How a Pakistani Muslim Became a Zionist
JERUSALEM, Israel -- The recent Israeli-Hamas war sparked huge protests in Europe and exposed a growing epidemic of anti-Semitism. But in an interview with CBN News before the summer war between Israel and Hamas, one British Muslim explained how he became a Zionist just by checking out the facts.
Kasim Hafeez is a Pakistani Muslim born, raised and living in the United Kingdom.
"I was brought up around a lot of anti-Israel feeling and especially from my dad, very blatant and direct Israel hatred and anti-Semitism," Hafeez told CBN News.
As a university student, Hafeez campaigned against the Jewish state, joined protests and called for boycotts of Israel. He said he was even willing to die to free Palestine and rid the world of Israel.
"My narrative was this: there was a Palestinian state, the Jews came from Europe, stole the land, and voila - Israel," Hafeez said.
Then he found Alan Dershowitz' book, The Case for Israel and decided to read it so he could refute what he thought was "Zionist propaganda."
"I thought I'll buy it and be able to disprove it because Israel has no case. I know the history. I'm an expert in it all," he said.
"So I start reading this book, and the most basic of facts about Israel and the Jewish people I had no clue about. I mean one of the most basic ones I came across was a Palestinian state has never existed," he added.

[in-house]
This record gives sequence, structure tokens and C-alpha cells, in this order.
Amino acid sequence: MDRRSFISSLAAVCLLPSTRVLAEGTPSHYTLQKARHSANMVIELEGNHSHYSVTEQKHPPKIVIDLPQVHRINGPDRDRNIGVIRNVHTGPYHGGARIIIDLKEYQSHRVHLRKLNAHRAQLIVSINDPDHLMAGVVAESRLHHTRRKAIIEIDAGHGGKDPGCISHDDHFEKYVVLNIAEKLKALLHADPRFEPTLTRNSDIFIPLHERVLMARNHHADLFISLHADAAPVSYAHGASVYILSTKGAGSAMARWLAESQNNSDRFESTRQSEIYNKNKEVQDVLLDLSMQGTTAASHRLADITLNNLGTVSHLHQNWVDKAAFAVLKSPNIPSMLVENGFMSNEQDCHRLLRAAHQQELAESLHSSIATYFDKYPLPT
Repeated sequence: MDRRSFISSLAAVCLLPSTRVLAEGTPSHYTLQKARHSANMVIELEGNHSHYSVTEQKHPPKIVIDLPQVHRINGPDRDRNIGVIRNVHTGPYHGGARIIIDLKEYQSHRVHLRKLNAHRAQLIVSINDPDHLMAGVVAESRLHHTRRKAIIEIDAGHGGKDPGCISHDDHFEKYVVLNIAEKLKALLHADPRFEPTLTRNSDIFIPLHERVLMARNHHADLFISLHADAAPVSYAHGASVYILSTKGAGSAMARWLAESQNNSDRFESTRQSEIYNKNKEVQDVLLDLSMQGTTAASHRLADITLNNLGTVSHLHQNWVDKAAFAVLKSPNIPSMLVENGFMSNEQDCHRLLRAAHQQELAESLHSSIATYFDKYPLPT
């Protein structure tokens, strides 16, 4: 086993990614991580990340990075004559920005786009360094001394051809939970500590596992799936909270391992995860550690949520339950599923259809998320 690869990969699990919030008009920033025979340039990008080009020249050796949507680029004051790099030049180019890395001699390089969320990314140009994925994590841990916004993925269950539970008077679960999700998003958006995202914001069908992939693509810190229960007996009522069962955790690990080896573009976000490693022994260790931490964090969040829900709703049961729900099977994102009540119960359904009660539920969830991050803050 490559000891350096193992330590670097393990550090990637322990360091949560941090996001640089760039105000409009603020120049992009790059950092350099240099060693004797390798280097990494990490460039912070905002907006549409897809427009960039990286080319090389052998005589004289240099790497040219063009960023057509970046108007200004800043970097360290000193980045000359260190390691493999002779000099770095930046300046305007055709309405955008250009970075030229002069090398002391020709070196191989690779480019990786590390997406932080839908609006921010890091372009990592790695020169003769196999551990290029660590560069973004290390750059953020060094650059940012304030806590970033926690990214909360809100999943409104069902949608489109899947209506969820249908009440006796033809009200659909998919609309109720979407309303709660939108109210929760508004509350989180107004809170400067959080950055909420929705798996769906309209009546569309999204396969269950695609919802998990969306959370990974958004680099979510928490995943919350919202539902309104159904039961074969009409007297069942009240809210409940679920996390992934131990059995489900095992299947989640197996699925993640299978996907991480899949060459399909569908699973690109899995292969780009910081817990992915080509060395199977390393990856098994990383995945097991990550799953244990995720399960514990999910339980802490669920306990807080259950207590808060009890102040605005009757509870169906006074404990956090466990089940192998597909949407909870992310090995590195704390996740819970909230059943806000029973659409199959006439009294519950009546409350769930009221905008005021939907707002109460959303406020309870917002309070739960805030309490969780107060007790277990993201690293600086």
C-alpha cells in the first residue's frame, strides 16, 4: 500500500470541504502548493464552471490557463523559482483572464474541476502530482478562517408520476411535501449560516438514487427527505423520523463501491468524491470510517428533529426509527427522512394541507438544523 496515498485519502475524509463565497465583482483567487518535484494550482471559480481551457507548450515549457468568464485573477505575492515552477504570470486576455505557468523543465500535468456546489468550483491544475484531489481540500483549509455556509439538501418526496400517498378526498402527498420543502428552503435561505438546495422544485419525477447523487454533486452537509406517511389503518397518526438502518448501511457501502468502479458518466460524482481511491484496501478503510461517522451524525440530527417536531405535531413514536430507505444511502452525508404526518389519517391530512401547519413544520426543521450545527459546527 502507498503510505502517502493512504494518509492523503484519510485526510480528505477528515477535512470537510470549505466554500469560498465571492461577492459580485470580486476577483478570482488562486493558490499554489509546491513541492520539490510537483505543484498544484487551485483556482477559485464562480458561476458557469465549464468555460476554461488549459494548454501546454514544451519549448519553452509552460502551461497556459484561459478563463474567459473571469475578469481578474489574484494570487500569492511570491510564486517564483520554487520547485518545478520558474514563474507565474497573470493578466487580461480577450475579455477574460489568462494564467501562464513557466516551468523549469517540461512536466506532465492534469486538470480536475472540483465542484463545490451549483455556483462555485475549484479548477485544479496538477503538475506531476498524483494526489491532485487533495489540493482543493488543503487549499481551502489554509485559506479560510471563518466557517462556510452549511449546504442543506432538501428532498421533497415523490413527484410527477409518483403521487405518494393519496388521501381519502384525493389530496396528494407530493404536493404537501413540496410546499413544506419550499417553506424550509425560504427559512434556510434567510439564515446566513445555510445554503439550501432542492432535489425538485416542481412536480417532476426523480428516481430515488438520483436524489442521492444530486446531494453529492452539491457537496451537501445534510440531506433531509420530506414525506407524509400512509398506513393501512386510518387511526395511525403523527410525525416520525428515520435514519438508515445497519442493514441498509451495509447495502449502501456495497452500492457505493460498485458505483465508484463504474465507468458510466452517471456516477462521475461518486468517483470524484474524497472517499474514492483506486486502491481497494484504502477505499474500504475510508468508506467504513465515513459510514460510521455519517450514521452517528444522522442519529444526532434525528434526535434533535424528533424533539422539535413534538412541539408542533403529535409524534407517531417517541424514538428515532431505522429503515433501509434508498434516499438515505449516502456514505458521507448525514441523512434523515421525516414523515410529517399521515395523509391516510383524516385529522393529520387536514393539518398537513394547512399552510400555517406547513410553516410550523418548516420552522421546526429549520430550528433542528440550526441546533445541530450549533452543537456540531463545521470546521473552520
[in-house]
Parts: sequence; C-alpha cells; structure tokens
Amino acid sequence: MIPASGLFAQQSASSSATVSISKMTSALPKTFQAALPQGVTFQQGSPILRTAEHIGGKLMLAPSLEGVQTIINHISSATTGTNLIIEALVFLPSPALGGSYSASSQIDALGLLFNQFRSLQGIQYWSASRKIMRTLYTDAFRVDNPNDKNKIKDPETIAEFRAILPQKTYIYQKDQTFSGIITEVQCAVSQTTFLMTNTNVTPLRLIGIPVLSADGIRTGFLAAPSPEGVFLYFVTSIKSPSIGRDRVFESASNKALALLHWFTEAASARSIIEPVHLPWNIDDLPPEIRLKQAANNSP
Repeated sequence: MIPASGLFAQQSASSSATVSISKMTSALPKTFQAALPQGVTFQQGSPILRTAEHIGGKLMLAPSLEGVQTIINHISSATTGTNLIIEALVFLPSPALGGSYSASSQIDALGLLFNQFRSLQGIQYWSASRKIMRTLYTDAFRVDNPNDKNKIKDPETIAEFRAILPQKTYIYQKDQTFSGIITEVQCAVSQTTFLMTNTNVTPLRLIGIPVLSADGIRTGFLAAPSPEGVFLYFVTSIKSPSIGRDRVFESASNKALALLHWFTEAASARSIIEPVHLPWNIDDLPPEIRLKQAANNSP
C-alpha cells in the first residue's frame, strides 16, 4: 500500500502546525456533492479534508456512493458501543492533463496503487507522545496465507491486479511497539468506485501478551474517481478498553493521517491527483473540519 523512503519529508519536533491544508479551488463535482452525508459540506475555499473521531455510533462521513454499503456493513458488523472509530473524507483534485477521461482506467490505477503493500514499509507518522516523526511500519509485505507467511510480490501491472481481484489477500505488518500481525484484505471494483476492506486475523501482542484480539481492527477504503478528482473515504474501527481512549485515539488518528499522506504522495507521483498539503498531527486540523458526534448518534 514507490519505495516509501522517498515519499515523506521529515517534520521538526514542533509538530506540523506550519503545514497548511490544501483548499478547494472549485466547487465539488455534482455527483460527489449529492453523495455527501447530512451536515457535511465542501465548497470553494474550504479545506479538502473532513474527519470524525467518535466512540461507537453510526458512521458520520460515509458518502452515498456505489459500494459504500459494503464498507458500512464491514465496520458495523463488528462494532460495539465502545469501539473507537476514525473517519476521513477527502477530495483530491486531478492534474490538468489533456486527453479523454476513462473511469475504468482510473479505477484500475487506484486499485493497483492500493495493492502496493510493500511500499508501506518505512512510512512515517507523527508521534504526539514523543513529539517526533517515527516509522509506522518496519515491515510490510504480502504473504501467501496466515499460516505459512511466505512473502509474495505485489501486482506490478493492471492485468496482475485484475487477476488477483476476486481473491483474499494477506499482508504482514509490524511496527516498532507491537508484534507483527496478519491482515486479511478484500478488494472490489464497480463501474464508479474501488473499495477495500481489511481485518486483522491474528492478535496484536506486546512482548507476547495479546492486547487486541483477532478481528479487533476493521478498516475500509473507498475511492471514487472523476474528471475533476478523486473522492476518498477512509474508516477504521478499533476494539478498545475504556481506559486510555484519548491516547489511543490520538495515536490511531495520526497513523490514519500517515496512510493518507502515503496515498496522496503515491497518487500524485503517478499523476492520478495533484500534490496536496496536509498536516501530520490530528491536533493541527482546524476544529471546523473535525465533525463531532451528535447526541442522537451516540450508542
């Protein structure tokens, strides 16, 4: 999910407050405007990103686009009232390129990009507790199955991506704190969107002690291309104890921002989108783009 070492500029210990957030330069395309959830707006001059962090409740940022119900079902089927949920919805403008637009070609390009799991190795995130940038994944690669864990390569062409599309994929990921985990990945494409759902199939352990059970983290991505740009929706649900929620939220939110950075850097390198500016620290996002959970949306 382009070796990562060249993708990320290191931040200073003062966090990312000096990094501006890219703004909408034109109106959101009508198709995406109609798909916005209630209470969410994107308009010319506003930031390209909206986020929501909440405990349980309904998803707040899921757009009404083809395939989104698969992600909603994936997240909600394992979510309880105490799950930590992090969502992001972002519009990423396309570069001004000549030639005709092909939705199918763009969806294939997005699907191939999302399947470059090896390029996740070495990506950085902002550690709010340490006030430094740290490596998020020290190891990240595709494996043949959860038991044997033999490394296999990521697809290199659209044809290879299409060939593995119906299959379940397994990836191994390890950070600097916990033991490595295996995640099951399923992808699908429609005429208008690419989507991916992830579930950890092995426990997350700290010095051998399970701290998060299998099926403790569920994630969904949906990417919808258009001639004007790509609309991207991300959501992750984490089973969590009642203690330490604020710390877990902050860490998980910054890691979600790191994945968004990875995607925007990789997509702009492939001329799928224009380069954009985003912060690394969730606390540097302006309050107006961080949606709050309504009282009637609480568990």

Profiles in Racism
And that was just the beginning. Two years later Hafeez visited Israel but got himself into trouble before he ever entered the country.
"When you go to passport control and they say, 'What is the purpose of your visit?' just say you're here for a holiday. Don't say, 'Well, I used to be anti-Semitic and anti-Israel, now I'm not quite sure so I thought I'd come and see what it's like,'" he explained.
After eight hours in airport security, Hafeez was allowed into Israel despite his confession. But the time spent in airport security was a real eye opener.
"It highlighted Israel's unique security situation," he said. "Look it's not politically correct to say this, it's not nice to say this, but people from my background, people with my kind of name have an awful tendency of blowing stuff up in Israel."
Kasim said he was also "treated with a lot of respect" from the security agent who repeatedly offered him coffee and was very apologetic. He compared it to a trip he had taken to Saudi Arabia four years earlier.
"You want to see racism, go to Saudi Arabia as a non-Arab," he said.
A Huge Surprise
After leaving the airport, Hafeez encountered his next surprise when he arrived in Jerusalem and saw the different ethnic and religious groups mixing in the city.
"Be it Muslims, be it people from African heritage, be it European, be it people from the Middle East -- it's just such a crazy mix of people. And then you see the signs in English and Hebrew and Arabic and it straight away blows away that idea of apartheid and racism," he recalled.
Hafeez said he wanted to know how people from Arab backgrounds really felt about living in Israel, so he asked various people, saying it must be "so difficult for you here."